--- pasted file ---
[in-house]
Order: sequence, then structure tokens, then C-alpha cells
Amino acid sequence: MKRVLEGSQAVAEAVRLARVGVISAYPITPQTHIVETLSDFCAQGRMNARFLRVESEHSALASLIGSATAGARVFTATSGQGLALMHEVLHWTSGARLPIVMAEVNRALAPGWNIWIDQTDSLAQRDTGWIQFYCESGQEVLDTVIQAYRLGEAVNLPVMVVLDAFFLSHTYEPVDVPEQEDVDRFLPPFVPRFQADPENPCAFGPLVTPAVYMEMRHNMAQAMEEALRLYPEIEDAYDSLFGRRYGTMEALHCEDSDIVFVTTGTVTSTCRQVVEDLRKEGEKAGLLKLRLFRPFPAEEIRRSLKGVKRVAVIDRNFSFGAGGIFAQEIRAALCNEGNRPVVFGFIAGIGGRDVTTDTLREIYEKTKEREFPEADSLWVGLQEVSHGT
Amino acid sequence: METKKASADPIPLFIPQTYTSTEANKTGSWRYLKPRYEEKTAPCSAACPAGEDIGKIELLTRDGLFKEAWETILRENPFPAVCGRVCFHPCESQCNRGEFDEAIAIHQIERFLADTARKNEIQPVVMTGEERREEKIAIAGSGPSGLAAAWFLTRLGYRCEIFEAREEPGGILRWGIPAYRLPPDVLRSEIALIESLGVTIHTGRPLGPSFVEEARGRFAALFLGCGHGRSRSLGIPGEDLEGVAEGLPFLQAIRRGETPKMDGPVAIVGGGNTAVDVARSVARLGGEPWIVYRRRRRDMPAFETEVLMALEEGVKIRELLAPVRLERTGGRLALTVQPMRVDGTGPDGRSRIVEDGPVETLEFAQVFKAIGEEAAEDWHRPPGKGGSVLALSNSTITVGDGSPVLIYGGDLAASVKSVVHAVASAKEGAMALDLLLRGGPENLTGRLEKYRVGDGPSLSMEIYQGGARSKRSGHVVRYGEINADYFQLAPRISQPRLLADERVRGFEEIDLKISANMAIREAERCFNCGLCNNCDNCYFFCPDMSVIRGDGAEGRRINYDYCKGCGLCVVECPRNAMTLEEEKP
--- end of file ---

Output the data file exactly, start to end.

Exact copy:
[in-house]
Order: sequence, then structure tokens, then C-alpha cells
Amino acid sequence: MKRVLEGSQAVAEAVRLARVGVISAYPITPQTHIVETLSDFCAQGRMNARFLRVESEHSALASLIGSATAGARVFTATSGQGLALMHEVLHWTSGARLPIVMAEVNRALAPGWNIWIDQTDSLAQRDTGWIQFYCESGQEVLDTVIQAYRLGEAVNLPVMVVLDAFFLSHTYEPVDVPEQEDVDRFLPPFVPRFQADPENPCAFGPLVTPAVYMEMRHNMAQAMEEALRLYPEIEDAYDSLFGRRYGTMEALHCEDSDIVFVTTGTVTSTCRQVVEDLRKEGEKAGLLKLRLFRPFPAEEIRRSLKGVKRVAVIDRNFSFGAGGIFAQEIRAALCNEGNRPVVFGFIAGIGGRDVTTDTLREIYEKTKEREFPEADSLWVGLQEVSHGT
Amino acid sequence: METKKASADPIPLFIPQTYTSTEANKTGSWRYLKPRYEEKTAPCSAACPAGEDIGKIELLTRDGLFKEAWETILRENPFPAVCGRVCFHPCESQCNRGEFDEAIAIHQIERFLADTARKNEIQPVVMTGEERREEKIAIAGSGPSGLAAAWFLTRLGYRCEIFEAREEPGGILRWGIPAYRLPPDVLRSEIALIESLGVTIHTGRPLGPSFVEEARGRFAALFLGCGHGRSRSLGIPGEDLEGVAEGLPFLQAIRRGETPKMDGPVAIVGGGNTAVDVARSVARLGGEPWIVYRRRRRDMPAFETEVLMALEEGVKIRELLAPVRLERTGGRLALTVQPMRVDGTGPDGRSRIVEDGPVETLEFAQVFKAIGEEAAEDWHRPPGKGGSVLALSNSTITVGDGSPVLIYGGDLAASVKSVVHAVASAKEGAMALDLLLRGGPENLTGRLEKYRVGDGPSLSMEIYQGGARSKRSGHVVRYGEINADYFQLAPRISQPRLLADERVRGFEEIDLKISANMAIREAERCFNCGLCNNCDNCYFFCPDMSVIRGDGAEGRRINYDYCKGCGLCVVECPRNAMTLEEEKP